What should I do before and after runs to perform well?
“A warm up is essential to maximise your ability and reduce your risk of injury. My warm ups are made up of four key stages: raising my heart rate, activating key muscles, mobilising key joints, and stimulating my central nervous system. After your training sessions, a cool down is vital for helping your body to return to its steady state. I tend to stick with static stretches and controlled breathwork in my cool downs.”
How much volume is too much?
“The 10% rule is a useful principle to bear in mind when it comes to increasing your weekly mileage. This is the maximum advised volume increase from week to week, as it’s generally the biggest jump that your body can handle before picking up an injury. I’d suggest keeping this principle in mind when setting your target and planning your training, to ensure that your body stays as happy as it can.”
Can I continue training while injured?
“Depending on your injury, it’s possible to continue training while you recover. My suggestion would be to incorporate lower impact cardio workouts into your routine to keep your fitness levels up. This could be cycling, swimming, elliptical, or aqua jogging. However, it’s always worth seeking advice from a medical professional before training through an injury, to make sure you’re not going to do more harm to your body.”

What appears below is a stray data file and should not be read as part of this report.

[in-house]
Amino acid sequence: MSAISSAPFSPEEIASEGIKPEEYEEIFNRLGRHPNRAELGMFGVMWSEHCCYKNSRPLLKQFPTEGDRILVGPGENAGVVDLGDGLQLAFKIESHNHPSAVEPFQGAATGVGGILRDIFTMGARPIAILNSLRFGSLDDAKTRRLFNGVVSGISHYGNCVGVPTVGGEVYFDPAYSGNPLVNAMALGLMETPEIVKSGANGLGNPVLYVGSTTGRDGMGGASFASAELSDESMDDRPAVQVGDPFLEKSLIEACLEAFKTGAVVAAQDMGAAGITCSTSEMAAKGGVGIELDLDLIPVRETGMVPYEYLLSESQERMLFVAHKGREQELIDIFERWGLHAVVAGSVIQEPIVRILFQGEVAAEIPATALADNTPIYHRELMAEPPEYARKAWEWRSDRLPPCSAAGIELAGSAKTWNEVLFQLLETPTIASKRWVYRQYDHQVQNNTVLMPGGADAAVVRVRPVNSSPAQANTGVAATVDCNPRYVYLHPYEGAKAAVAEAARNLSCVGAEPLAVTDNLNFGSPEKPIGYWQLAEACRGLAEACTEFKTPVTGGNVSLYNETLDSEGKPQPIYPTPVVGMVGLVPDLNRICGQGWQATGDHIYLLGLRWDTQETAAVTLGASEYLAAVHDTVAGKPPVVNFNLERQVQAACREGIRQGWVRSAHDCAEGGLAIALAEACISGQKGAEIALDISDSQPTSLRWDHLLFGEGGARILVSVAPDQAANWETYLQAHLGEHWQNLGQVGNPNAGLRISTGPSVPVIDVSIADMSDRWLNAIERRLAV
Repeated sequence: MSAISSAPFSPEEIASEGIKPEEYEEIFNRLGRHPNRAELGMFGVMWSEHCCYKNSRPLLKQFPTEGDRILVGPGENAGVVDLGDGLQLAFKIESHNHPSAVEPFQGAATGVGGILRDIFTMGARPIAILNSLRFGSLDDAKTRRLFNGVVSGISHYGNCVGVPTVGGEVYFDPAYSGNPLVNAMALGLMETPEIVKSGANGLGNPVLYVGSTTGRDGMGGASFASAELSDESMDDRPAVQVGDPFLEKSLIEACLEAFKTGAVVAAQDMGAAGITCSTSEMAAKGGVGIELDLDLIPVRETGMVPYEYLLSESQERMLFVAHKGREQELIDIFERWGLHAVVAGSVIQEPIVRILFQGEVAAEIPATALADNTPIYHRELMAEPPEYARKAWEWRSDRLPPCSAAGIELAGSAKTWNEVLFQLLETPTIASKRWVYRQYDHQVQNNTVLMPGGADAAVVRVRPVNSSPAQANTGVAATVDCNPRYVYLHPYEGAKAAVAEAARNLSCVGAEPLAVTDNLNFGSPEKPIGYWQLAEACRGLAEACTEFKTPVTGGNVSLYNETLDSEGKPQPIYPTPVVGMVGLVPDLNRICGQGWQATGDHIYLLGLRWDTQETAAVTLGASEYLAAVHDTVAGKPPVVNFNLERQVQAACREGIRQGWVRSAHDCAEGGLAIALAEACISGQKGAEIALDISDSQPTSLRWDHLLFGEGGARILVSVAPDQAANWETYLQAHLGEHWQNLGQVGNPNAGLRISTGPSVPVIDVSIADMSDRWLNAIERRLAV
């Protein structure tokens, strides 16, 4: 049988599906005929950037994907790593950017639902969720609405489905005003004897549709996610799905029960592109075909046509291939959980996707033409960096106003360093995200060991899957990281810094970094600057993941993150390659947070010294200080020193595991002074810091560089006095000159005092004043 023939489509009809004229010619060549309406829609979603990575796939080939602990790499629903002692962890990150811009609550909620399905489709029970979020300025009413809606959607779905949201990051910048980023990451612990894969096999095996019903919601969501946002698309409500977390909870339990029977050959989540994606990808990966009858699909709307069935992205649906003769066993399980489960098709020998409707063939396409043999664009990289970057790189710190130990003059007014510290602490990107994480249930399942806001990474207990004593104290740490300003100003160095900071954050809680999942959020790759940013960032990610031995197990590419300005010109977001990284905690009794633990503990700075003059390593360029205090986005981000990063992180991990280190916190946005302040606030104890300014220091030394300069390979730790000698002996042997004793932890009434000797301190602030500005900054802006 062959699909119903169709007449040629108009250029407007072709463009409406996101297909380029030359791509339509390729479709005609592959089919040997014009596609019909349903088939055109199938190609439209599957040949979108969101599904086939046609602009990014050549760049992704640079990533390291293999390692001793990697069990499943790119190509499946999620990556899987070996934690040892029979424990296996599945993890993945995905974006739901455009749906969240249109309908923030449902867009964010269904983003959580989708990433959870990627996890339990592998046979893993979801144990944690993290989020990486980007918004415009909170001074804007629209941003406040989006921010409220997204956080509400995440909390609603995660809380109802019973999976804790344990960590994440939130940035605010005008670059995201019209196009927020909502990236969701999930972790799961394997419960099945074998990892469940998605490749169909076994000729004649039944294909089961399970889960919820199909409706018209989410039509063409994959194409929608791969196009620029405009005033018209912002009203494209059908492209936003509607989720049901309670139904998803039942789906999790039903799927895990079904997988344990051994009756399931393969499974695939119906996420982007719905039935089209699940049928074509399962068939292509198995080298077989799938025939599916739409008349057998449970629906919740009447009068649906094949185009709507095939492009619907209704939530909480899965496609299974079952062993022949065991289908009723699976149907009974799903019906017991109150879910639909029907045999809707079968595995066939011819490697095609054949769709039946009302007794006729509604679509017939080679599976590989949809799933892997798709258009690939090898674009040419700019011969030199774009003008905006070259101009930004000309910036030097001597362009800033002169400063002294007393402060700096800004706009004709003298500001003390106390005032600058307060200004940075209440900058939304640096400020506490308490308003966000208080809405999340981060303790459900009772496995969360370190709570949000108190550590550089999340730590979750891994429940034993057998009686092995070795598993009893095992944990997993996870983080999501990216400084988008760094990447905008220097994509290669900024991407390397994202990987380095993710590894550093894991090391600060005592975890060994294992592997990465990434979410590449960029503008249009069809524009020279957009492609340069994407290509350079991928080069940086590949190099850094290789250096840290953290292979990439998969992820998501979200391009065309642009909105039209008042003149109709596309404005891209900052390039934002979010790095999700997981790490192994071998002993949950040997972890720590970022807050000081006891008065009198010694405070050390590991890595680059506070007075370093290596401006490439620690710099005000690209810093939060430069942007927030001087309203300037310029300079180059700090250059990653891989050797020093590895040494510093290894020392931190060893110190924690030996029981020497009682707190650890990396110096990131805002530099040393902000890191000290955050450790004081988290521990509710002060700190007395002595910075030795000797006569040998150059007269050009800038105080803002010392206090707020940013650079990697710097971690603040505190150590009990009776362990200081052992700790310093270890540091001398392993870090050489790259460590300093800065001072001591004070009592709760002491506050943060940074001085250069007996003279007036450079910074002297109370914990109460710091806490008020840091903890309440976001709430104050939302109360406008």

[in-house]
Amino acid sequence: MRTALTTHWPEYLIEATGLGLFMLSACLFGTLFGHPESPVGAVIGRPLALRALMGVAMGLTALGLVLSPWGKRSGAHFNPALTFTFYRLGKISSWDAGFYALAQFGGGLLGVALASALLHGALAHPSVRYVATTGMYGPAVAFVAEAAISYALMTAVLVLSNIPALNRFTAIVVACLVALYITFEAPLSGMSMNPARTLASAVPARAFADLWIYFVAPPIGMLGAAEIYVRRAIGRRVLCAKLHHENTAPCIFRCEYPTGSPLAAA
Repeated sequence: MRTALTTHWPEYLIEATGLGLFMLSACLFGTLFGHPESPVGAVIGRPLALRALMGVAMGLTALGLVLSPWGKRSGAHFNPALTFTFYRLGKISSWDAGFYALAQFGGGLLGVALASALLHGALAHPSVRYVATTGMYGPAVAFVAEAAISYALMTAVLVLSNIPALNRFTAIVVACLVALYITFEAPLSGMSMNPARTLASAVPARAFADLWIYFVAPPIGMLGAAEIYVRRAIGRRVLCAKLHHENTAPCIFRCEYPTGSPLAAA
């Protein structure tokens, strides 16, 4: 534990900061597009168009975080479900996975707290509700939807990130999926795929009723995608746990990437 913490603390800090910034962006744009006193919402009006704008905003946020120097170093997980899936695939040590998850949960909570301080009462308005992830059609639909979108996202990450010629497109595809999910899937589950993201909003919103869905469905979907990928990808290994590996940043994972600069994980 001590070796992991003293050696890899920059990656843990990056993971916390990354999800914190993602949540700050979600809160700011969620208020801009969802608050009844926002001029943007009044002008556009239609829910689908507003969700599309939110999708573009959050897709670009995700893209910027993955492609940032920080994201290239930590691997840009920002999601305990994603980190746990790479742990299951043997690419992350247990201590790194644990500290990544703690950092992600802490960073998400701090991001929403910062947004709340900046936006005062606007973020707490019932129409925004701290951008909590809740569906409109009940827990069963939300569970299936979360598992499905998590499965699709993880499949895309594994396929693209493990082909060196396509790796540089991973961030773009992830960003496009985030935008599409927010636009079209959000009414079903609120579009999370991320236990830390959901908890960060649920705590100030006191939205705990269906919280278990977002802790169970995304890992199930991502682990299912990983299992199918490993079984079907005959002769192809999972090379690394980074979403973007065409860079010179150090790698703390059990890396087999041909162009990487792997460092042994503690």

What are some great cross-training suggestions to complement my running?
“Yoga and Pilates are great exercises to complement running. Yoga serves to mobilise your joints, while Pilates strengthens your muscles and bones. I’d also really recommend strength training as an additional supplementary training method. These will help you to become a stronger, more robust runner.”
How do I stay healthy and happy during training?
“Enjoy the journey and the process of getting better with every week. Being patient is essential to staying motivated, so focusing on your long-term goal rather than getting wrapped up in the short-term struggles (everyone has them!) is important. Small daily and weekly wins will add up to big results in the future – try to remind yourself of that in the harder moments. And finally, remember to be grateful that you get to train and that your body is capable of carrying you through such a feat. Simply shifting your narrative from ‘I have to do a run today’ to ‘I get to do a run today’ is a surprisingly powerful motivator.”
If you’re training for an event this year, we applaud you! You’re doing something amazing for your body and mind, and the feeling of crossing that finish line and collecting your medal will make every ache, niggle, and blister worth it. And last but not least, good luck!
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